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Bemba’s Lawyers Granted More Time to Present Their Evidence

Trial judges have granted Jean-Pierre Bemba’s defense team more time to complete the presentation of its evidence, but it remains uncertain whether all four outstanding witnesses will get to testify.

The deadline to complete presentation of the defense evidence had earlier been set for today, October 25. However, in an October 23, 2013 ruling, International Criminal Court (ICC) judges said it was appropriate to grant an extension, following difficulties encountered in getting the witnesses before the court.

According to the defense, the testimony of ‘Witness D04-54,’ ‘Witness D04-14,’ ‘Witness D04- 41,’ and ‘Witness D04-44’ was relevant to the trial but difficulties related to making the necessary arrangements for their appearance before the court made the October 25 deadline “untenable.” Details of these difficulties have not been made public.

Meanwhile, the registry said it was “infeasible” to organize the appearance of ‘Witness D04-54’ before the deadline. “Additional requests” recently made by the other witnesses made it impossible for them to appear this week.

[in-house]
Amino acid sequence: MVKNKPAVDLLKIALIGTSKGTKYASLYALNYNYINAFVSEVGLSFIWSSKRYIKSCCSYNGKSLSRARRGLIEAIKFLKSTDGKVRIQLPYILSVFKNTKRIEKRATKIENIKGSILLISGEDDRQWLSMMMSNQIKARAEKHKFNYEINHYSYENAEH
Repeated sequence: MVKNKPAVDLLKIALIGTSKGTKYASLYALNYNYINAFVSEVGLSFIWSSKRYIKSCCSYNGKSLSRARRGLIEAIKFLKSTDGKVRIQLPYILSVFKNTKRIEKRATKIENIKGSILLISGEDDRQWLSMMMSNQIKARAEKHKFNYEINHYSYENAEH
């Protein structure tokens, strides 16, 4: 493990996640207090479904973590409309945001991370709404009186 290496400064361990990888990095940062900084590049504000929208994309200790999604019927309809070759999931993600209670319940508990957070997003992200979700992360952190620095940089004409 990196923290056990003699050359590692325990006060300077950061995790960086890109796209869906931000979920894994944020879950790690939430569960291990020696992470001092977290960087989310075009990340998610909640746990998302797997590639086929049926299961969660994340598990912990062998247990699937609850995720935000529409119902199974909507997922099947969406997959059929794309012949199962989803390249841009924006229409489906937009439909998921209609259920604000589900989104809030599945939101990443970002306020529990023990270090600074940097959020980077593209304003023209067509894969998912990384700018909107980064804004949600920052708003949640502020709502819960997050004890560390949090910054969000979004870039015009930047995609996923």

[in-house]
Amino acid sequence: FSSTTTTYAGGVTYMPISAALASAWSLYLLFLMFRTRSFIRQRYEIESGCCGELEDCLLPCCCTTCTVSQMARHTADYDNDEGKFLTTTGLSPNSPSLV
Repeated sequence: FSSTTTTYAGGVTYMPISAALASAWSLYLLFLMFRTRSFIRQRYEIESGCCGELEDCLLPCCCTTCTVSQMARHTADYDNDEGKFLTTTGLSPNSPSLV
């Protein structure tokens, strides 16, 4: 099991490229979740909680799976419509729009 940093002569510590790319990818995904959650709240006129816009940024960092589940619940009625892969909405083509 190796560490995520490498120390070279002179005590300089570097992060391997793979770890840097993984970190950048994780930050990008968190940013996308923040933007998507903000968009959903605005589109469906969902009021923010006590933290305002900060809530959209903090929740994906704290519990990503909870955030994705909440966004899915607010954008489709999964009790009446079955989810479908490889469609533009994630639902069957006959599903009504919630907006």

Judges ruled that the testimony of ‘Witness D04-54’ should commence no later than October 30 and conclude by November 1. The registry was ordered to report to the chamber by October 30 on the availability and feasibility of hearing the testimony of the other witnesses.

On the basis of the registry’s report, judges will decide whether a further extension would be appropriate to allow the defense to present the testimony of these three individuals. Earlier this week, the defense requested judges to extend the deadline to December 15, 2013.

On July 16, 2013, judges ordered that presentation of evidence by the defense be concluded by October 25. At the time, the judges noted that extended sitting hours over the subsequent months would give the defense “roughly” the same amount of time to present its case as that taken by the prosecution.

Prosecutors called 40 witnesses over a period of 16 months, starting in November 2010. Since the start of their case in August 2012, the defense has presented 32 witnesses.

During 2002 and 2003, Mr. Bemba’s personal militia – the Movement for the Liberation of Congo – went into the Central African Republic to assist the country’s then president, Ange-Félix Patassé, to fight off an uprising.

Prosecutors at the ICC charge that the Congolese troops indiscriminately murdered, raped, and looted against the country’s civilian population with the knowledge and inaction of their commander-in-chief, Mr. Bemba. He has pleaded not guilty to two counts of war crimes and three counts of crimes against humanity.

 

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